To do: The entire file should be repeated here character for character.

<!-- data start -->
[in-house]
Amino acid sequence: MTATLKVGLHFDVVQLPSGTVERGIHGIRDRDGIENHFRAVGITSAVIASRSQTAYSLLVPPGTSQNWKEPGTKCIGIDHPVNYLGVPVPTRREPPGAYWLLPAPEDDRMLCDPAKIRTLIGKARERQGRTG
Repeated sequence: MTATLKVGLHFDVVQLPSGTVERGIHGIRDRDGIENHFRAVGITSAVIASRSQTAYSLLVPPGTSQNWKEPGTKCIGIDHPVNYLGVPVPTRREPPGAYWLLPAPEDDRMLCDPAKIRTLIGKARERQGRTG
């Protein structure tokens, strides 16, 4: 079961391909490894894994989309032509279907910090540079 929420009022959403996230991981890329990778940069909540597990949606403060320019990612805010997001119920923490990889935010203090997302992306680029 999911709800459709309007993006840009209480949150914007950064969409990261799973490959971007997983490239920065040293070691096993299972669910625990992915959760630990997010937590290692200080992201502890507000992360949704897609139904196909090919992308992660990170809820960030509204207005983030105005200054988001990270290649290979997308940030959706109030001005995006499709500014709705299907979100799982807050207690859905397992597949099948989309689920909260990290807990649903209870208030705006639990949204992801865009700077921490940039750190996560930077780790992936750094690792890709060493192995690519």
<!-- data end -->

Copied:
[in-house]
Amino acid sequence: MTATLKVGLHFDVVQLPSGTVERGIHGIRDRDGIENHFRAVGITSAVIASRSQTAYSLLVPPGTSQNWKEPGTKCIGIDHPVNYLGVPVPTRREPPGAYWLLPAPEDDRMLCDPAKIRTLIGKARERQGRTG
Repeated sequence: MTATLKVGLHFDVVQLPSGTVERGIHGIRDRDGIENHFRAVGITSAVIASRSQTAYSLLVPPGTSQNWKEPGTKCIGIDHPVNYLGVPVPTRREPPGAYWLLPAPEDDRMLCDPAKIRTLIGKARERQGRTG
């Protein structure tokens, strides 16, 4: 079961391909490894894994989309032509279907910090540079 929420009022959403996230991981890329990778940069909540597990949606403060320019990612805010997001119920923490990889935010203090997302992306680029 999911709800459709309007993006840009209480949150914007950064969409990261799973490959971007997983490239920065040293070691096993299972669910625990992915959760630990997010937590290692200080992201502890507000992360949704897609139904196909090919992308992660990170809820960030509204207005983030105005200054988001990270290649290979997308940030959706109030001005995006499709500014709705299907979100799982807050207690859905397992597949099948989309689920909260990290807990649903209870208030705006639990949204992801865009700077921490940039750190996560930077780790992936750094690792890709060493192995690519």